The Yugoslav bombers SM.79K made several sorties against the German and Italian troops, having achieved some success, but by the end of the campaign almost all of them were destroyed (partly by their own crews). Several SM.79K managed to evacuate to Greece. In addition, one aircraft flew over to the USSR, as recalled by our illustrious ace Alexander Ivanovich Pokryshkin, and in July-August 1941, again participated in combat operations against the Germans in the area of ​​Odessa.




Soviet pilots at the Savoia-Marchetti SM.XNNX Yugoslav bomber who had flown to the USSR


In the very first raids on Yugoslav airfields, about three dozen outdated Breguet Br.XIX light bombers were destroyed. Airplanes that managed to take off, began to strike at the advancing enemy forces. They bombed and shelled roads, bridges and railway stations. So, they attacked the bridge over the Drava and bombed columns of German troops. Flying during the day and without cover, low-speed biplanes often became victims of Luftwaffe fighters. No matter how low the combat value of the outdated Breguet was, they still managed to destroy the strategically important bridge across the Vardar River, which helped to delay the German advance for a while.

The Dornier Do 22 Kj Yugoslavian sea torpedo bombers made reconnaissance along the Adriatic coast, covered mine landings. During the Do 22 attack, an Italian tanker was damaged near Bari. After the defeat of Do 22Kj for the most part flew to about. Corfu, then in Egypt and were incorporated into the British Royal Air Force. They carried out reconnaissance and conducted anti-submarine patrols.

The anti-aircraft gunners also selflessly fought, but the forces were unequal, Yugoslavia disintegrated, and their weapons went to the aggressor as trophies.


Italians inspect captured Yugoslav anti-aircraft large-caliber anti-aircraft machine guns M.38 (ZB-60)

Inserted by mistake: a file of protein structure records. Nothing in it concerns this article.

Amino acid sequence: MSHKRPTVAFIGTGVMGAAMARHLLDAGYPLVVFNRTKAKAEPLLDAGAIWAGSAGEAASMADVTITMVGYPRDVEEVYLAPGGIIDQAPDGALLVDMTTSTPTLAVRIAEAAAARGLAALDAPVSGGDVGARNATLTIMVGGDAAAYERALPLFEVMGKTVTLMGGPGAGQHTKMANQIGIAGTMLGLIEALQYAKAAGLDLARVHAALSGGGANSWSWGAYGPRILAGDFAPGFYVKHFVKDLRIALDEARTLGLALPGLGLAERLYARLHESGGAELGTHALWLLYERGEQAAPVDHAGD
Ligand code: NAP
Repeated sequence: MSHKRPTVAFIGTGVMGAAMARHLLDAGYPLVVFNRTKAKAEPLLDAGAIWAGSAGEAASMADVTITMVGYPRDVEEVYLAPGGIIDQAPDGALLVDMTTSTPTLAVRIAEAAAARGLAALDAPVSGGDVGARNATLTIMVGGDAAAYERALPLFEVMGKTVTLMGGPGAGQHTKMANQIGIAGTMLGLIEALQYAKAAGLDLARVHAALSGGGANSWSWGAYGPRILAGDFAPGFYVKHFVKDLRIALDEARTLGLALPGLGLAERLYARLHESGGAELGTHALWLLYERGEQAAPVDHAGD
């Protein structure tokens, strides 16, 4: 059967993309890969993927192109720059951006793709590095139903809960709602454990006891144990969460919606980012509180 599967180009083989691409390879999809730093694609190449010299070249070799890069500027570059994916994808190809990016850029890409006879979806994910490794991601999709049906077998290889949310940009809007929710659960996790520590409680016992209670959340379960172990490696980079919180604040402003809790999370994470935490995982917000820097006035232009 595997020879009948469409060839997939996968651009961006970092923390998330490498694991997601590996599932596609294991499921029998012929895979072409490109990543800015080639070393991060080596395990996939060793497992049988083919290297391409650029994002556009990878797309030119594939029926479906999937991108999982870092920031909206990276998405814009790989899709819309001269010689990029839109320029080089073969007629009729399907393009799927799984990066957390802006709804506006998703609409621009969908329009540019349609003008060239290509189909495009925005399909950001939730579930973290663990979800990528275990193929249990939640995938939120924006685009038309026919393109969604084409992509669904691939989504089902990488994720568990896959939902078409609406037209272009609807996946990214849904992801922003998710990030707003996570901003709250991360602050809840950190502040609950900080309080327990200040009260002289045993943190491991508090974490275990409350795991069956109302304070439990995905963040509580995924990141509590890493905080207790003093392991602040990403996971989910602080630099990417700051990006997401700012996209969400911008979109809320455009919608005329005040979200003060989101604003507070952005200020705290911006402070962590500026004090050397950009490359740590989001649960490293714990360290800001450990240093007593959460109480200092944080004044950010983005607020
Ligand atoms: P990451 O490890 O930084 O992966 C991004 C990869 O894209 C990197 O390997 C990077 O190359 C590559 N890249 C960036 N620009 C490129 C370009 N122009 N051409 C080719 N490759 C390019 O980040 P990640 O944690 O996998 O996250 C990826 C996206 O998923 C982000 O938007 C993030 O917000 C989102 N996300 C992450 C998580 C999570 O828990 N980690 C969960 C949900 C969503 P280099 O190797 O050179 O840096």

Thus, the Yugoslav pilots during the April War, even in the conditions of betrayal, cowardice and indecision of command, the collapse of the front and the enemy’s tremendous numerical superiority, did everything in their power and even more to defend their homeland, fighting to the last, including and the German technique against the Germans.

Total for the period from April 6 15 1941 on, about 1400 sorties, shot down enemy planes 105 was performed (for about 60 injured), including the pilots shot down Bf -109E: 7 German Bf -109 E, 2 Bf-110, 4 Ju-87, X-NUMX, X-NUMX, X-NUMX X-NUMX, X-NUMX X-NUMX, X-NUMX X-NUMX, X-NUMX X-NUMX, X-NUMX 1, as well as Italian Cant Z-88 bis, the type of four more enemy aircraft downed is not installed. Another 1 German aircraft were heavily damaged: 111 Bf-2, 17 Bf-2, 126 Ju-1007, 14 Ju-3, 109 Do-2 and He-110. In turn, 3 Yugoslavian Bf-87 were lost in aerial combat, 1 received heavy damage, 88 destroyed at airfields, 1 aircraft was destroyed by their crews during the retreat. But their own losses amounted to almost half of the fleet (mainly on the ground), 17 pilots and more 111 military personnel BBKJ. Almost 15 Yugoslav pilots and other crew members flew to Greece, the Middle East and the USSR on their aircraft. Eight Do 109 and one SIM-15 from the naval aviation flew over to Egypt and fought for a year under the British command, flying with Yugoslav identifying marks. They acted against the German submarines. Four bomber SM.4 and one Do-21 flew to the British, and one SM.138 - in the USSR. Loyal to the king, the Yugoslavs even reached the United States - 570 pilots in the 250 of the American Air Army on B-22J (temporarily marked with BBKJ identification marks) bombed Germany until the end of the war. About 14 pilots fought on the "Spitfire" and "Baltimore" as part of the British Air Force. Already in 79, partisan aviation was born in Yugoslavia itself using captured aircraft.

To be continued ...
6 comments
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  1. +3
    13 March 2015 06: 51
    Wai, did not see the first part - missed.
    A new cycle - hefty ATP - we will expand our knowledge of bros
    Another ATP and + to the author's piggy bank
  2. +3
    13 March 2015 06: 52
    One wish - do in the articles of the menu with links to other articles of the cycle - a minimum of trouble and a very convenient thing)
  3. +4
    13 March 2015 07: 01
    Ik-3 is similar to Hurricane. And with Merlin. I wonder what engine the Yugoslavs had
  4. +3
    13 March 2015 10: 55
    qwert (1) RU Today, 07:01
    Ik-3 is similar to Hurricane. And with Merlin. I wonder what engine the Yugoslavs had

    Looks like yes, not really. The wing profile, in particular, is less fat. wink
  5. +3
    13 March 2015 14: 40
    People selflessly fought for their homeland, honor and respect for them.
  6. +1
    13 March 2015 14: 48
    On the photo "Bristol Bomber" Blenheim "MK 1 of the Yugoslav Air Force" crosses on the wings are so crookedly photoshopped !!! On the left, the light edge was not even wiped out ...